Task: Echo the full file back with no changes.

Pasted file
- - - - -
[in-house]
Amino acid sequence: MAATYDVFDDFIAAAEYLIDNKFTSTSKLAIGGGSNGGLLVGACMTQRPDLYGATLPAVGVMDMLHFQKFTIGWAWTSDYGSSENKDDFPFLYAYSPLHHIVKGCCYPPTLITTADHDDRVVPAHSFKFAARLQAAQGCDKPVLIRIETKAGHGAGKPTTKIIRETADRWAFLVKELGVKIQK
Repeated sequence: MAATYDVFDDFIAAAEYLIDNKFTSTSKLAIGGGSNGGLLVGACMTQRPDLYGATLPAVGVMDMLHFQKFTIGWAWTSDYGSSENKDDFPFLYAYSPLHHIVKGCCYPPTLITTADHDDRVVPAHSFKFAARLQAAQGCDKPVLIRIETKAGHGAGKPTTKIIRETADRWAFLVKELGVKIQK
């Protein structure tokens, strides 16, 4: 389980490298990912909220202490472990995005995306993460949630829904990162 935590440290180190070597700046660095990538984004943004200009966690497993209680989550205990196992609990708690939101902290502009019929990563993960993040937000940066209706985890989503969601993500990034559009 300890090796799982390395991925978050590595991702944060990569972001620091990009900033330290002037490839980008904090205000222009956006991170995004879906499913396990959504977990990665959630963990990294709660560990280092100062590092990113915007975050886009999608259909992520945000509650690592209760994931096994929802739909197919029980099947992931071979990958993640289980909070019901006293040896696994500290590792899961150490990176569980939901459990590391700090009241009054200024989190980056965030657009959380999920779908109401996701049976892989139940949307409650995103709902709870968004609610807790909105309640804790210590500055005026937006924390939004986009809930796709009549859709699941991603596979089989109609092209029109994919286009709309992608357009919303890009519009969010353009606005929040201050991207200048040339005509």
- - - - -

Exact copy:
[in-house]
Amino acid sequence: MAATYDVFDDFIAAAEYLIDNKFTSTSKLAIGGGSNGGLLVGACMTQRPDLYGATLPAVGVMDMLHFQKFTIGWAWTSDYGSSENKDDFPFLYAYSPLHHIVKGCCYPPTLITTADHDDRVVPAHSFKFAARLQAAQGCDKPVLIRIETKAGHGAGKPTTKIIRETADRWAFLVKELGVKIQK
Repeated sequence: MAATYDVFDDFIAAAEYLIDNKFTSTSKLAIGGGSNGGLLVGACMTQRPDLYGATLPAVGVMDMLHFQKFTIGWAWTSDYGSSENKDDFPFLYAYSPLHHIVKGCCYPPTLITTADHDDRVVPAHSFKFAARLQAAQGCDKPVLIRIETKAGHGAGKPTTKIIRETADRWAFLVKELGVKIQK
């Protein structure tokens, strides 16, 4: 389980490298990912909220202490472990995005995306993460949630829904990162 935590440290180190070597700046660095990538984004943004200009966690497993209680989550205990196992609990708690939101902290502009019929990563993960993040937000940066209706985890989503969601993500990034559009 300890090796799982390395991925978050590595991702944060990569972001620091990009900033330290002037490839980008904090205000222009956006991170995004879906499913396990959504977990990665959630963990990294709660560990280092100062590092990113915007975050886009999608259909992520945000509650690592209760994931096994929802739909197919029980099947992931071979990958993640289980909070019901006293040896696994500290590792899961150490990176569980939901459990590391700090009241009054200024989190980056965030657009959380999920779908109401996701049976892989139940949307409650995103709902709870968004609610807790909105309640804790210590500055005026937006924390939004986009809930796709009549859709699941991603596979089989109609092209029109994919286009709309992608357009919303890009519009969010353009606005929040201050991207200048040339005509």